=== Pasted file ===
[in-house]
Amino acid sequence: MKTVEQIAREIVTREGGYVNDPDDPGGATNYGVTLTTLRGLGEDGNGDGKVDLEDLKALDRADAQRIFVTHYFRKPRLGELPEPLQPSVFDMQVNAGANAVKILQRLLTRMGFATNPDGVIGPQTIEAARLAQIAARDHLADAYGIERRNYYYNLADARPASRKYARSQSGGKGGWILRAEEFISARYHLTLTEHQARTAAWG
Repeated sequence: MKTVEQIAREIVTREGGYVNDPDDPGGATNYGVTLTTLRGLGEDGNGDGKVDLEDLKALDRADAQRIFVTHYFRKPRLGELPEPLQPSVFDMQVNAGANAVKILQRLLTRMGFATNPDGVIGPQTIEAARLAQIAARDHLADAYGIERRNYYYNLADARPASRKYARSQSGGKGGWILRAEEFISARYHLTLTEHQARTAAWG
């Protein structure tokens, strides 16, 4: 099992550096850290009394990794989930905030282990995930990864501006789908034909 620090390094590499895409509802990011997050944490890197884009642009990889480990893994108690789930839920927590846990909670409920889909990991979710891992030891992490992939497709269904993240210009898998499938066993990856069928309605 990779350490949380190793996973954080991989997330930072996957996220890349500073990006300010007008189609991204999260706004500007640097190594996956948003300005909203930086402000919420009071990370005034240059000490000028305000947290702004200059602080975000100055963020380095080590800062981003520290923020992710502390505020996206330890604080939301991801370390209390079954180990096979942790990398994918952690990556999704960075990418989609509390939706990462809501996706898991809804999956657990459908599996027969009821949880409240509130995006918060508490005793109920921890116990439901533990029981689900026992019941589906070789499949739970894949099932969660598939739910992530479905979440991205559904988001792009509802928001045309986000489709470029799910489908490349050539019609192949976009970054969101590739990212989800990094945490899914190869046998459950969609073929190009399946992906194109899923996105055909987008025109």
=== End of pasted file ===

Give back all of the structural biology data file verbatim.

[in-house]
Amino acid sequence: MKTVEQIAREIVTREGGYVNDPDDPGGATNYGVTLTTLRGLGEDGNGDGKVDLEDLKALDRADAQRIFVTHYFRKPRLGELPEPLQPSVFDMQVNAGANAVKILQRLLTRMGFATNPDGVIGPQTIEAARLAQIAARDHLADAYGIERRNYYYNLADARPASRKYARSQSGGKGGWILRAEEFISARYHLTLTEHQARTAAWG
Repeated sequence: MKTVEQIAREIVTREGGYVNDPDDPGGATNYGVTLTTLRGLGEDGNGDGKVDLEDLKALDRADAQRIFVTHYFRKPRLGELPEPLQPSVFDMQVNAGANAVKILQRLLTRMGFATNPDGVIGPQTIEAARLAQIAARDHLADAYGIERRNYYYNLADARPASRKYARSQSGGKGGWILRAEEFISARYHLTLTEHQARTAAWG
């Protein structure tokens, strides 16, 4: 099992550096850290009394990794989930905030282990995930990864501006789908034909 620090390094590499895409509802990011997050944490890197884009642009990889480990893994108690789930839920927590846990909670409920889909990991979710891992030891992490992939497709269904993240210009898998499938066993990856069928309605 990779350490949380190793996973954080991989997330930072996957996220890349500073990006300010007008189609991204999260706004500007640097190594996956948003300005909203930086402000919420009071990370005034240059000490000028305000947290702004200059602080975000100055963020380095080590800062981003520290923020992710502390505020996206330890604080939301991801370390209390079954180990096979942790990398994918952690990556999704960075990418989609509390939706990462809501996706898991809804999956657990459908599996027969009821949880409240509130995006918060508490005793109920921890116990439901533990029981689900026992019941589906070789499949739970894949099932969660598939739910992530479905979440991205559904988001792009509802928001045309986000489709470029799910489908490349050539019609192949976009970054969101590739990212989800990094945490899914190869046998459950969609073929190009399946992906194109899923996105055909987008025109």